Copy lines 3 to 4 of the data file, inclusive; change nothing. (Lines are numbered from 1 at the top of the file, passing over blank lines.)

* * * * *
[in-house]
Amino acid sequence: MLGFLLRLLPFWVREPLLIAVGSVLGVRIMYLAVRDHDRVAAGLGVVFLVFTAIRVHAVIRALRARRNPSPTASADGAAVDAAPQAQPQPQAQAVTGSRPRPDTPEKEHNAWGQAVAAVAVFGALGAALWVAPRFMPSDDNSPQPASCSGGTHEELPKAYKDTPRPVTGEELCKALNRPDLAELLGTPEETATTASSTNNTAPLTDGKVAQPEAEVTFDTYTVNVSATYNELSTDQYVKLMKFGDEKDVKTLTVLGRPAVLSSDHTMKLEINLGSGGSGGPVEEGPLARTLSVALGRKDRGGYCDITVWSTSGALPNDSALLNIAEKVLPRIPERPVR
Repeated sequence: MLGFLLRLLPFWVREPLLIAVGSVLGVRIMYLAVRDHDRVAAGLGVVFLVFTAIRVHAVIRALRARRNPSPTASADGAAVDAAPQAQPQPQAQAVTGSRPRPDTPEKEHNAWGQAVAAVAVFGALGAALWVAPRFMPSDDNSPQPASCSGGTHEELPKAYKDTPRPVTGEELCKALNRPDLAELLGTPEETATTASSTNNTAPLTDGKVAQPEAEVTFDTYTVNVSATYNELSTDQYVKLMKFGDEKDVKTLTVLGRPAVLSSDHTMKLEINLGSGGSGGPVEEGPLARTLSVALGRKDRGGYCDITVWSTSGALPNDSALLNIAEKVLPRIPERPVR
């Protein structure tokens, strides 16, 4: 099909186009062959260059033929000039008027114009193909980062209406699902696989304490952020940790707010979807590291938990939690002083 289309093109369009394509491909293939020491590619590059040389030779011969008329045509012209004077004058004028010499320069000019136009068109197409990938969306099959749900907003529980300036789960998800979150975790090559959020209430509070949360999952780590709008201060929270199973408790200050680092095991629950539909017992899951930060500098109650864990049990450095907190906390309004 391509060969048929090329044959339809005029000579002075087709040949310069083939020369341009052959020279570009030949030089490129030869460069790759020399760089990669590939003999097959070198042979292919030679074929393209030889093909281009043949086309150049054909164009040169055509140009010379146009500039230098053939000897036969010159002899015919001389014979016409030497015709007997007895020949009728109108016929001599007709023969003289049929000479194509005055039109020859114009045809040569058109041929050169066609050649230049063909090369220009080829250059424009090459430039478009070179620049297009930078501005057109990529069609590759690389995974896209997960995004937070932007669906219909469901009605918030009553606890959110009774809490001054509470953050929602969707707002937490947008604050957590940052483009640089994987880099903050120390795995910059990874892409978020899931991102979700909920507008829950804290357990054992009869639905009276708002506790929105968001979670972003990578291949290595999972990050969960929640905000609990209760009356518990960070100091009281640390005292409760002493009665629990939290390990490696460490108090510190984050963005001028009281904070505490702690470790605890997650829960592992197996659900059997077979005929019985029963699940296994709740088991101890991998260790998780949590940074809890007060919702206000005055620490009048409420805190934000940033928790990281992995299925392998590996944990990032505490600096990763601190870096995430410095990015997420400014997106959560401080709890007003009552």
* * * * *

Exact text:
Repeated sequence: MLGFLLRLLPFWVREPLLIAVGSVLGVRIMYLAVRDHDRVAAGLGVVFLVFTAIRVHAVIRALRARRNPSPTASADGAAVDAAPQAQPQPQAQAVTGSRPRPDTPEKEHNAWGQAVAAVAVFGALGAALWVAPRFMPSDDNSPQPASCSGGTHEELPKAYKDTPRPVTGEELCKALNRPDLAELLGTPEETATTASSTNNTAPLTDGKVAQPEAEVTFDTYTVNVSATYNELSTDQYVKLMKFGDEKDVKTLTVLGRPAVLSSDHTMKLEINLGSGGSGGPVEEGPLARTLSVALGRKDRGGYCDITVWSTSGALPNDSALLNIAEKVLPRIPERPVR
């Protein structure tokens, strides 16, 4: 099909186009062959260059033929000039008027114009193909980062209406699902696989304490952020940790707010979807590291938990939690002083 289309093109369009394509491909293939020491590619590059040389030779011969008329045509012209004077004058004028010499320069000019136009068109197409990938969306099959749900907003529980300036789960998800979150975790090559959020209430509070949360999952780590709008201060929270199973408790200050680092095991629950539909017992899951930060500098109650864990049990450095907190906390309004 391509060969048929090329044959339809005029000579002075087709040949310069083939020369341009052959020279570009030949030089490129030869460069790759020399760089990669590939003999097959070198042979292919030679074929393209030889093909281009043949086309150049054909164009040169055509140009010379146009500039230098053939000897036969010159002899015919001389014979016409030497015709007997007895020949009728109108016929001599007709023969003289049929000479194509005055039109020859114009045809040569058109041929050169066609050649230049063909090369220009080829250059424009090459430039478009070179620049297009930078501005057109990529069609590759690389995974896209997960995004937070932007669906219909469901009605918030009553606890959110009774809490001054509470953050929602969707707002937490947008604050957590940052483009640089994987880099903050120390795995910059990874892409978020899931991102979700909920507008829950804290357990054992009869639905009276708002506790929105968001979670972003990578291949290595999972990050969960929640905000609990209760009356518990960070100091009281640390005292409760002493009665629990939290390990490696460490108090510190984050963005001028009281904070505490702690470790605890997650829960592992197996659900059997077979005929019985029963699940296994709740088991101890991998260790998780949590940074809890007060919702206000005055620490009048409420805190934000940033928790990281992995299925392998590996944990990032505490600096990763601190870096995430410095990015997420400014997106959560401080709890007003009552």